Why You *Maybe* Should Buy A House
This is based on some comments I recently made on an article by the esteemed Morgan Housel, who I have been saying for years is the heir to Jason Zweig. Somebody asked me why I think now might be a decent time to consider buying a house. First of all, take anything I’m saying with a major grain of salt and do your own diligence, I’m just some dude with no formal financial training. That said, here’s why you should have considered buying a house starting in 2009, and why it may not be too late.
1) The investment arguments against home-ownership, I think, assume you pay all cash. This relates to the oft-repeated statement that the US housing market over time basically matches inflation and is not as good as the stock market. But nobody pays all cash, outside of investors who are planning to flip short-term, or Chinese guys looking to park money in a place where they will not be thrown in jail when the political tides turn. If you put 20% down, that is a leveraged investment in the property on which the house sits, coupled with ownership of a depreciating asset (the house itself). Because it is leveraged, the housing market as a whole does not have to significantly beat the market in order for one to come out ahead. Let’s say you buy a $100K house and you put $20K down. Let’s say the value of it only goes up 2% per year, matching inflation. In thirty years, your house is worth $181,136.16. But the return on your original $20K (ROIC) is not 2% per year. The return on that is closer to 5% annualized. Not bad, huh?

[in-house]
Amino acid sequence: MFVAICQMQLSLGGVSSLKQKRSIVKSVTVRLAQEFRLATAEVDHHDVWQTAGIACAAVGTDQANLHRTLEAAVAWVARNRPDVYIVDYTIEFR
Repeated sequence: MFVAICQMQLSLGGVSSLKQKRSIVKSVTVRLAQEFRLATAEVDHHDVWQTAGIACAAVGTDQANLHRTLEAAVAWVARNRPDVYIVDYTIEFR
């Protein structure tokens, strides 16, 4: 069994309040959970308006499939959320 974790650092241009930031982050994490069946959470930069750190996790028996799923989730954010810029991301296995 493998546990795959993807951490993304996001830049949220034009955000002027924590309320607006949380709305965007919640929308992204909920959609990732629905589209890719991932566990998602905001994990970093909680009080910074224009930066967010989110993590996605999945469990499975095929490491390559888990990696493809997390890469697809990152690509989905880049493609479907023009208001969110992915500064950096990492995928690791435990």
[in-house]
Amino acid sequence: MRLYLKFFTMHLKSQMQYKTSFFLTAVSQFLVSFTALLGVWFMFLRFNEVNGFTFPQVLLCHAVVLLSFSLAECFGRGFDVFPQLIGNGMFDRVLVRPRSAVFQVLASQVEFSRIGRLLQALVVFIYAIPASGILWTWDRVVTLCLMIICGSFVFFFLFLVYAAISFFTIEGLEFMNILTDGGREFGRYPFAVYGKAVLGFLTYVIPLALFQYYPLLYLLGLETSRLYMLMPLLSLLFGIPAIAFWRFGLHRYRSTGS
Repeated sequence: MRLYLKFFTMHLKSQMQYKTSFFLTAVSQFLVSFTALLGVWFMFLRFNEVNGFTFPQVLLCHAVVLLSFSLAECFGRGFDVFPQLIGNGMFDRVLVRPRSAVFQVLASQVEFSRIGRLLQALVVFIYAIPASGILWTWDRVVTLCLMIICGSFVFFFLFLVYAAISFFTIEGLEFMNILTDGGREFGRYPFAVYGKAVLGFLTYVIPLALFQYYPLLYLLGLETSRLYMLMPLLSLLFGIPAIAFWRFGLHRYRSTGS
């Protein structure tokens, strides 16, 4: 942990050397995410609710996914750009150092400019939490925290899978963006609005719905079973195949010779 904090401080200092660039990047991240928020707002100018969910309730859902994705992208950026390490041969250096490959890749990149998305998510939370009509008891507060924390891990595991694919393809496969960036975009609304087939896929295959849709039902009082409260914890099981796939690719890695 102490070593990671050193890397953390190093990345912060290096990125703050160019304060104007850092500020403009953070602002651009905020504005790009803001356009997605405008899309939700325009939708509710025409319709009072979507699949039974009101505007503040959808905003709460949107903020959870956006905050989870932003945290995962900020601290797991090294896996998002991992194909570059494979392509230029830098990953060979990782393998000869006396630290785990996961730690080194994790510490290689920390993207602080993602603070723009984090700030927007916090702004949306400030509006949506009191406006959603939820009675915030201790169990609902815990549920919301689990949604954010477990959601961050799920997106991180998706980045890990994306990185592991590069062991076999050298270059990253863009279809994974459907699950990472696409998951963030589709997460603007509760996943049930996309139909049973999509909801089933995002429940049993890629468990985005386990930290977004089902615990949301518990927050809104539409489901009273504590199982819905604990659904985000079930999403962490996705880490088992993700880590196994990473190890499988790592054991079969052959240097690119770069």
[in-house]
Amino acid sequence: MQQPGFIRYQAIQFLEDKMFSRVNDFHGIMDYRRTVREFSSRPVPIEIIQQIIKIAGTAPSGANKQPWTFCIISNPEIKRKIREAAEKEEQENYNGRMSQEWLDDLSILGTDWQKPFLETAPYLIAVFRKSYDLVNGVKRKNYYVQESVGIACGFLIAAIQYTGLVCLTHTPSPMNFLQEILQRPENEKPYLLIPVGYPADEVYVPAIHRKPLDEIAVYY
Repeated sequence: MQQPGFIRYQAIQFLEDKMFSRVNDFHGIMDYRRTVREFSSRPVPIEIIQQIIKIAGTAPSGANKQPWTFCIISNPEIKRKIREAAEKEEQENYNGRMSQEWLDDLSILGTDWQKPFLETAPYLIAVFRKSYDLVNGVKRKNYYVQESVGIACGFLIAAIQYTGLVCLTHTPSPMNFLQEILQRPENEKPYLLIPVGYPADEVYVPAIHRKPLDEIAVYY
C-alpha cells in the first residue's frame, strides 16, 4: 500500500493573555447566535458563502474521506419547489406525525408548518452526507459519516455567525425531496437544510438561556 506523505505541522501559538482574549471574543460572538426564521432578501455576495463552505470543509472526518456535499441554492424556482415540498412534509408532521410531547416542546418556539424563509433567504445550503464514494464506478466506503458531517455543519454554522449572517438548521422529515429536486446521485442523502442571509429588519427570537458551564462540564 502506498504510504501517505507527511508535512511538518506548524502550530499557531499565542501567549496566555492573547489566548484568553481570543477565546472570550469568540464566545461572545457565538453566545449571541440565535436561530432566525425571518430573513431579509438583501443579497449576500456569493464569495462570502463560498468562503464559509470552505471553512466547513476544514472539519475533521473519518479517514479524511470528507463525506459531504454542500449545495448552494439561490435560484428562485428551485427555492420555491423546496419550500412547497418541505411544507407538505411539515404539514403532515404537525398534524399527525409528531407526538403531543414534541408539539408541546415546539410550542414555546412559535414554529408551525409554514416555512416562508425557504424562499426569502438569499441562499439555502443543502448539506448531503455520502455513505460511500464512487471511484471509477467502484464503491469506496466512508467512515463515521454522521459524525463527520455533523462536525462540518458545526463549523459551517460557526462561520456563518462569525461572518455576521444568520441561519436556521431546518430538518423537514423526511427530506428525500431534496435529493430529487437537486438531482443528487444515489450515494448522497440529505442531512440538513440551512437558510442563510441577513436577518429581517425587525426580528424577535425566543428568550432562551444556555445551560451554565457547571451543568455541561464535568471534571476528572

Moreover, because 30-year fixed loans (which I’m assuming, because I am assuming my readers are not morons) are so heavily amortized, for years and years you are paying mostly interest. Congratulations, you get a massive portion of that back in a tax deduction! Think of it as a massive rent subsidy from the government that only goes to those who don’t need it.
Yes, you pay down your loan over the thirty years, and you get a lower ROIC on these later dollars, but the vast majority of it you pay down in dollars that have been drastically devalued by between 15 and 30 years of 2-3% inflation, assuming inflation does not jump (in which case they are devalued more).
You also have to deduct maintenance and repair costs, but a lot of that can be done oneself. In the past three years since I bought my home in mid-2010, I have repainted two rooms, put on gutter covers, fixed rails on my porch that were dry-rotted, etc. These costs are also much lower if you buy a newly built home.